I’ve just returned from a week in Pamplona, Spain. No, I didn’t run with the bulls, but I did something equally exciting: I deliberated with the judges at Malofiej 19, an international competition and summit dedicated to journalistic infographics. I and 9 other judges worked hard for 3½ days to review over 1,000 print entries and 300 online entries, resulting in 7 gold medals, plus around 25 silver and 70 bronze medals for infographic excellence.
(Pictured from left to right: Ryan Sparrow of Ball State University, Stephen Few of Perceptual Edge, Joe Ward of the New York Times, and Matt Perry of the San Diego Union Tribune.)
I learned a great deal during the week and made several new friends. I was deeply impressed with several extraordinary examples of infographics that demonstrated visual eloquence both through superb storytelling and graphical design. Infographics can be extraordinarily powerful when used appropriately (that is, when pictures work better than words) and well designed by combining beauty (appealing and engaging form) and usability (spot on functionality), without compromising either.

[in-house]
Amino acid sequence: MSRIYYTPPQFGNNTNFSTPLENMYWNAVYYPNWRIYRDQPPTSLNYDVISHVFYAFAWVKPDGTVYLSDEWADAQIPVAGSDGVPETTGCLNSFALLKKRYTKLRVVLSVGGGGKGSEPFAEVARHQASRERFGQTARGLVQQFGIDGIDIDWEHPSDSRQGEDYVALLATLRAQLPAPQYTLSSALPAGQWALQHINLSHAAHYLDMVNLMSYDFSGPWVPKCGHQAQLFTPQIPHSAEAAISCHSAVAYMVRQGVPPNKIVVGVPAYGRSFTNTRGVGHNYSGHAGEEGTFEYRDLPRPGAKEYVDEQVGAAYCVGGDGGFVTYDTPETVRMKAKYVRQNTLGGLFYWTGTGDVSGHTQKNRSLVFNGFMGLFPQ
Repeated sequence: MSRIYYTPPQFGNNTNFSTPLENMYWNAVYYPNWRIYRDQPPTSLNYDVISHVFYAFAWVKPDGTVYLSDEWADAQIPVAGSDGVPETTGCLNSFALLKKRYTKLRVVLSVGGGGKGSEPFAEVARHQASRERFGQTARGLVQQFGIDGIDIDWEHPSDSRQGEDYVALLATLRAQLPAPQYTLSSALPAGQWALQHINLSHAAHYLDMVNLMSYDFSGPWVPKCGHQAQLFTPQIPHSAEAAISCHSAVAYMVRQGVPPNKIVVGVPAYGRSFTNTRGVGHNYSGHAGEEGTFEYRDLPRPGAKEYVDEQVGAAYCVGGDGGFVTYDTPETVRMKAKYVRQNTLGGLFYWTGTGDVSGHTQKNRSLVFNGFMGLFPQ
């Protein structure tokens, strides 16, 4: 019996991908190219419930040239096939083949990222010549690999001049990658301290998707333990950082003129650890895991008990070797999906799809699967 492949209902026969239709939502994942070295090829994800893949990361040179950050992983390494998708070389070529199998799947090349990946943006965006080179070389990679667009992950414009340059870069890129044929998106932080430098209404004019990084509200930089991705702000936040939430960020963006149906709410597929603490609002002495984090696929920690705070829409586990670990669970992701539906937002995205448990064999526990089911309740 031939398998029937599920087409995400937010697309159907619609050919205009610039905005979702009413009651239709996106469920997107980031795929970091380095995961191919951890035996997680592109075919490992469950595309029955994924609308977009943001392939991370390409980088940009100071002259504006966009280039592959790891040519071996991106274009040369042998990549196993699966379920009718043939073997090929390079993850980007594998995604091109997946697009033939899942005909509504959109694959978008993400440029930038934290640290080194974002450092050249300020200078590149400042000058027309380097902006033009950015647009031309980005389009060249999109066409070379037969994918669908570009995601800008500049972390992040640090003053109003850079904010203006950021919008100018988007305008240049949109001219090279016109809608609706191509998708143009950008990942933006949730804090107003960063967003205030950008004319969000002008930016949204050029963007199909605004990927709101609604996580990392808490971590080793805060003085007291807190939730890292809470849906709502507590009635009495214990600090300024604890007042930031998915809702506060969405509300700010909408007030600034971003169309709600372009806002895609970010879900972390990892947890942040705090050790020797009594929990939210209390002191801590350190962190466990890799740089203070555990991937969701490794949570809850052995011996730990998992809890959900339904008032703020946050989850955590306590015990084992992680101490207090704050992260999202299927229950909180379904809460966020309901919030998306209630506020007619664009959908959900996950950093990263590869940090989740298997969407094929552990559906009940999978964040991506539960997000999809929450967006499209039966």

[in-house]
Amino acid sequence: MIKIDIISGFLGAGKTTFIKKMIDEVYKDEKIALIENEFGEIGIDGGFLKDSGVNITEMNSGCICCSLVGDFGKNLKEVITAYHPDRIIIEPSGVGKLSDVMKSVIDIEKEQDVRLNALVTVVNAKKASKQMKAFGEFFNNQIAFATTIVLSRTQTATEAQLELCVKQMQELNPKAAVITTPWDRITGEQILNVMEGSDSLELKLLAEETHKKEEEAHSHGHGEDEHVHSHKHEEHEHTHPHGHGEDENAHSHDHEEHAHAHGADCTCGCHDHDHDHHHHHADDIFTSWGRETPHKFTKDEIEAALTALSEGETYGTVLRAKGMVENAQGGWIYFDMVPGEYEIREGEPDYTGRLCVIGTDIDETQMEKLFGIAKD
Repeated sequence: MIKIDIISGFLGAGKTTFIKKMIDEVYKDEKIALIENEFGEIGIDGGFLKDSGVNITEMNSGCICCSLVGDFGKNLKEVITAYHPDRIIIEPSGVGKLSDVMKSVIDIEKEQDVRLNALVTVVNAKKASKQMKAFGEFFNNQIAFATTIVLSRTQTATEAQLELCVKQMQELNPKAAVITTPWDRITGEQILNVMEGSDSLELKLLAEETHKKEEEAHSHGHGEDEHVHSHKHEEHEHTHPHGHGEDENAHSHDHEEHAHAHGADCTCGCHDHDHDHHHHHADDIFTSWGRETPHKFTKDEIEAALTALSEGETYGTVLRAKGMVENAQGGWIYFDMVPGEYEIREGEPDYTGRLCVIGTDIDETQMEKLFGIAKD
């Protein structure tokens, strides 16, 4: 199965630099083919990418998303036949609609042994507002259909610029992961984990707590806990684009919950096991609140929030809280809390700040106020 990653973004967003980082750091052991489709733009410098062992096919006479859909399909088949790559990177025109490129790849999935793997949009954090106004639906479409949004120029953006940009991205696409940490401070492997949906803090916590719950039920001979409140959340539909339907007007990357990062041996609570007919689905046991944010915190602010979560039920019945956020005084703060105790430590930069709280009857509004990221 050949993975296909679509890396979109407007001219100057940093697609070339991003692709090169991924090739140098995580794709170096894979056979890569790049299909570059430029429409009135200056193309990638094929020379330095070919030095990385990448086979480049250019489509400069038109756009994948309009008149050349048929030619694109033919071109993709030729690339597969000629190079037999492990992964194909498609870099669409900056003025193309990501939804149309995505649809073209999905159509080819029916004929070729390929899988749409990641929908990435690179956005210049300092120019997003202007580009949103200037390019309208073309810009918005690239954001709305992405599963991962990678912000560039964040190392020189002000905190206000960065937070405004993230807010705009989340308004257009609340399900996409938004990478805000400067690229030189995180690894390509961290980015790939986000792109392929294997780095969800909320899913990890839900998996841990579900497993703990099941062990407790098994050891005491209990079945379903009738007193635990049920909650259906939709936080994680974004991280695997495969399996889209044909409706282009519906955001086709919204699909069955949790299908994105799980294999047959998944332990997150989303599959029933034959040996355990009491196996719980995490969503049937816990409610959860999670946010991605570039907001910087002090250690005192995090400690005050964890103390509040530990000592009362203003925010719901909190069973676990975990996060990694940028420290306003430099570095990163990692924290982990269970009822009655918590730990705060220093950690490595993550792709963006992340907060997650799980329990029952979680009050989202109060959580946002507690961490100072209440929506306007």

This year’s top prizes:
Best of Show (print): National Geographic, for “Gulf of Mexico: A Geography of Offshore Oil,” the story of oil drilling and drilling rights, primarily along the coast of Louisiana.
Best of Show (online): New York Times, for its demonstration of Mariano Rivera’s unique pitching style, titled “How Mariano Rivera Dominates Hitters.” Take the time to watch this amazing combination of narration and motion graphics.
Best Map: National Geographic, for “Rivers of the World,” a gorgeous map of the world’s rivers and lakes.
These infographics are exquisite examples of how well words and pictures can be combined to inform clearly and beautifully to engage and enlighten.
In addition to working as a judge, I also spoke at the summit. The title of my presentation was “Infographics and the Brain: Designing Graphics to Inform.”